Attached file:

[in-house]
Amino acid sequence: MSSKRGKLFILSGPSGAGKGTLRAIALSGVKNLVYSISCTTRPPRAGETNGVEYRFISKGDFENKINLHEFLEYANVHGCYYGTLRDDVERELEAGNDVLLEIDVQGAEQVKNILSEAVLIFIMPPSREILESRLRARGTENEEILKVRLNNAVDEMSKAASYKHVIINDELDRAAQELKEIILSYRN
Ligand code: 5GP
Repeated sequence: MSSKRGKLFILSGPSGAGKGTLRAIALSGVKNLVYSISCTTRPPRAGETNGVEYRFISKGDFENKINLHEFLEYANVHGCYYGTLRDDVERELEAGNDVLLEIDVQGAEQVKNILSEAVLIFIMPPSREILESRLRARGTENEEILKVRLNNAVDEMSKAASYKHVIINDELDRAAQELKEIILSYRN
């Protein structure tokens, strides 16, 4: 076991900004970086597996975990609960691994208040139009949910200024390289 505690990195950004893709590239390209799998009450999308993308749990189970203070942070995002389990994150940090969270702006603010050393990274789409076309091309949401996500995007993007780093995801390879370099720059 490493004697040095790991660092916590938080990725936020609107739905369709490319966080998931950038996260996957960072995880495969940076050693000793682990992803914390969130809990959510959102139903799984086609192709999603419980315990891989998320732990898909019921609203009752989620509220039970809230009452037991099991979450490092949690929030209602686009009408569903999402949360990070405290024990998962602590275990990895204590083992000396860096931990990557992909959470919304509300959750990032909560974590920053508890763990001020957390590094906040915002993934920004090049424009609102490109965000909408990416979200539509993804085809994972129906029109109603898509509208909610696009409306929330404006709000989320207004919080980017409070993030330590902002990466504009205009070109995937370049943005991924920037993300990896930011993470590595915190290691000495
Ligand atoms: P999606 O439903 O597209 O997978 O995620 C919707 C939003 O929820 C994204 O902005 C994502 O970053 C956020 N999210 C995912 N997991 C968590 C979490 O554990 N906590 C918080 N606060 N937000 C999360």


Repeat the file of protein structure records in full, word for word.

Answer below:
[in-house]
Amino acid sequence: MSSKRGKLFILSGPSGAGKGTLRAIALSGVKNLVYSISCTTRPPRAGETNGVEYRFISKGDFENKINLHEFLEYANVHGCYYGTLRDDVERELEAGNDVLLEIDVQGAEQVKNILSEAVLIFIMPPSREILESRLRARGTENEEILKVRLNNAVDEMSKAASYKHVIINDELDRAAQELKEIILSYRN
Ligand code: 5GP
Repeated sequence: MSSKRGKLFILSGPSGAGKGTLRAIALSGVKNLVYSISCTTRPPRAGETNGVEYRFISKGDFENKINLHEFLEYANVHGCYYGTLRDDVERELEAGNDVLLEIDVQGAEQVKNILSEAVLIFIMPPSREILESRLRARGTENEEILKVRLNNAVDEMSKAASYKHVIINDELDRAAQELKEIILSYRN
């Protein structure tokens, strides 16, 4: 076991900004970086597996975990609960691994208040139009949910200024390289 505690990195950004893709590239390209799998009450999308993308749990189970203070942070995002389990994150940090969270702006603010050393990274789409076309091309949401996500995007993007780093995801390879370099720059 490493004697040095790991660092916590938080990725936020609107739905369709490319966080998931950038996260996957960072995880495969940076050693000793682990992803914390969130809990959510959102139903799984086609192709999603419980315990891989998320732990898909019921609203009752989620509220039970809230009452037991099991979450490092949690929030209602686009009408569903999402949360990070405290024990998962602590275990990895204590083992000396860096931990990557992909959470919304509300959750990032909560974590920053508890763990001020957390590094906040915002993934920004090049424009609102490109965000909408990416979200539509993804085809994972129906029109109603898509509208909610696009409306929330404006709000989320207004919080980017409070993030330590902002990466504009205009070109995937370049943005991924920037993300990896930011993470590595915190290691000495
Ligand atoms: P999606 O439903 O597209 O997978 O995620 C919707 C939003 O929820 C994204 O902005 C994502 O970053 C956020 N999210 C995912 N997991 C968590 C979490 O554990 N906590 C918080 N606060 N937000 C999360």